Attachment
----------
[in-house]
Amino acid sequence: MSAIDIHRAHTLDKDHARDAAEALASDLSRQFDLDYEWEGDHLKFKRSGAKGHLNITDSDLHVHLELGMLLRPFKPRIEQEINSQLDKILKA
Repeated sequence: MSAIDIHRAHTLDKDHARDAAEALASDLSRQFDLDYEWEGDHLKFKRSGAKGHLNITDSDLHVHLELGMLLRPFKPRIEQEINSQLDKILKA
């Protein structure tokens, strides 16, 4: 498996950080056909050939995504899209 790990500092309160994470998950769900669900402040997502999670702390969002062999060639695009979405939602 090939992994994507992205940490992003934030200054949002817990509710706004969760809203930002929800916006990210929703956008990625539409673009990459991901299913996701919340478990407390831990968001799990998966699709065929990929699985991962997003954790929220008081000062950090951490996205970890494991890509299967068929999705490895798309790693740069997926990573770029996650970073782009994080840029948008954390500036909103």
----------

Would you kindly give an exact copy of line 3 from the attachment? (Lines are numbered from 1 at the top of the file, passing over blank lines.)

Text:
Repeated sequence: MSAIDIHRAHTLDKDHARDAAEALASDLSRQFDLDYEWEGDHLKFKRSGAKGHLNITDSDLHVHLELGMLLRPFKPRIEQEINSQLDKILKA